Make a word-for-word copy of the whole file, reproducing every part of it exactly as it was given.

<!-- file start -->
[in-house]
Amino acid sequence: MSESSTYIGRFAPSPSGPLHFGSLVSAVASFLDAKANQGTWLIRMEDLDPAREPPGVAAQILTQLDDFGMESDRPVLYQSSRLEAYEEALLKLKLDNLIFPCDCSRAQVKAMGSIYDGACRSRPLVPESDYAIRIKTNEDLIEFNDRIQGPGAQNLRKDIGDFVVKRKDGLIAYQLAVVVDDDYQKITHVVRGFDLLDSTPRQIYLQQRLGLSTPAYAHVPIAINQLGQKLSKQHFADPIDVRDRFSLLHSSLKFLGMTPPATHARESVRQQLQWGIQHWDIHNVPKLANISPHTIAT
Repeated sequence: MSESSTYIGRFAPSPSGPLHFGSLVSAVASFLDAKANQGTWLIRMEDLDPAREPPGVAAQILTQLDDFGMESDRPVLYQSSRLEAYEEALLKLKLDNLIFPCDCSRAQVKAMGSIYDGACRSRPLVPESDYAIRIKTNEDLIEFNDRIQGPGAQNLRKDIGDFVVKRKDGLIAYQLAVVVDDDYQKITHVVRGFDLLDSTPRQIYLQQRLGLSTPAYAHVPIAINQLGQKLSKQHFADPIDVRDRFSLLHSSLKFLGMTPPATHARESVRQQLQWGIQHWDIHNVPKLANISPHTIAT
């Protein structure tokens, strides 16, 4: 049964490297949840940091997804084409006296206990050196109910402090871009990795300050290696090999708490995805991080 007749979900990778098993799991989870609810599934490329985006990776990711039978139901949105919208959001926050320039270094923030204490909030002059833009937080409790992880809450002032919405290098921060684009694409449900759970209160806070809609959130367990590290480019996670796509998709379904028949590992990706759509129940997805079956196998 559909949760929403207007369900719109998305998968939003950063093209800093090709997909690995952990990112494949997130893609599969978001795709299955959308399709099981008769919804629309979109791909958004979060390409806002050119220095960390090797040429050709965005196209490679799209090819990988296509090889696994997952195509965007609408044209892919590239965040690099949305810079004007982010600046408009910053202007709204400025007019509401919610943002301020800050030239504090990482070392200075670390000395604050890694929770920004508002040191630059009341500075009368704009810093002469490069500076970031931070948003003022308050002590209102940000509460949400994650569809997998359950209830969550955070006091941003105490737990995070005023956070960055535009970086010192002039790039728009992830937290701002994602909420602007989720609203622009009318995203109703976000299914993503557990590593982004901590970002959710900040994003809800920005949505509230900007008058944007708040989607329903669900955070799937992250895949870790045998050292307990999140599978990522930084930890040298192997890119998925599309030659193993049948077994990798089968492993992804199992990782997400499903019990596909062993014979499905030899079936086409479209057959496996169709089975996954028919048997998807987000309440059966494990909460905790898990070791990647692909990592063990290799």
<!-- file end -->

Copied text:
[in-house]
Amino acid sequence: MSESSTYIGRFAPSPSGPLHFGSLVSAVASFLDAKANQGTWLIRMEDLDPAREPPGVAAQILTQLDDFGMESDRPVLYQSSRLEAYEEALLKLKLDNLIFPCDCSRAQVKAMGSIYDGACRSRPLVPESDYAIRIKTNEDLIEFNDRIQGPGAQNLRKDIGDFVVKRKDGLIAYQLAVVVDDDYQKITHVVRGFDLLDSTPRQIYLQQRLGLSTPAYAHVPIAINQLGQKLSKQHFADPIDVRDRFSLLHSSLKFLGMTPPATHARESVRQQLQWGIQHWDIHNVPKLANISPHTIAT
Repeated sequence: MSESSTYIGRFAPSPSGPLHFGSLVSAVASFLDAKANQGTWLIRMEDLDPAREPPGVAAQILTQLDDFGMESDRPVLYQSSRLEAYEEALLKLKLDNLIFPCDCSRAQVKAMGSIYDGACRSRPLVPESDYAIRIKTNEDLIEFNDRIQGPGAQNLRKDIGDFVVKRKDGLIAYQLAVVVDDDYQKITHVVRGFDLLDSTPRQIYLQQRLGLSTPAYAHVPIAINQLGQKLSKQHFADPIDVRDRFSLLHSSLKFLGMTPPATHARESVRQQLQWGIQHWDIHNVPKLANISPHTIAT
């Protein structure tokens, strides 16, 4: 049964490297949840940091997804084409006296206990050196109910402090871009990795300050290696090999708490995805991080 007749979900990778098993799991989870609810599934490329985006990776990711039978139901949105919208959001926050320039270094923030204490909030002059833009937080409790992880809450002032919405290098921060684009694409449900759970209160806070809609959130367990590290480019996670796509998709379904028949590992990706759509129940997805079956196998 559909949760929403207007369900719109998305998968939003950063093209800093090709997909690995952990990112494949997130893609599969978001795709299955959308399709099981008769919804629309979109791909958004979060390409806002050119220095960390090797040429050709965005196209490679799209090819990988296509090889696994997952195509965007609408044209892919590239965040690099949305810079004007982010600046408009910053202007709204400025007019509401919610943002301020800050030239504090990482070392200075670390000395604050890694929770920004508002040191630059009341500075009368704009810093002469490069500076970031931070948003003022308050002590209102940000509460949400994650569809997998359950209830969550955070006091941003105490737990995070005023956070960055535009970086010192002039790039728009992830937290701002994602909420602007989720609203622009009318995203109703976000299914993503557990590593982004901590970002959710900040994003809800920005949505509230900007008058944007708040989607329903669900955070799937992250895949870790045998050292307990999140599978990522930084930890040298192997890119998925599309030659193993049948077994990798089968492993992804199992990782997400499903019990596909062993014979499905030899079936086409479209057959496996169709089975996954028919048997998807987000309440059966494990909460905790898990070791990647692909990592063990290799």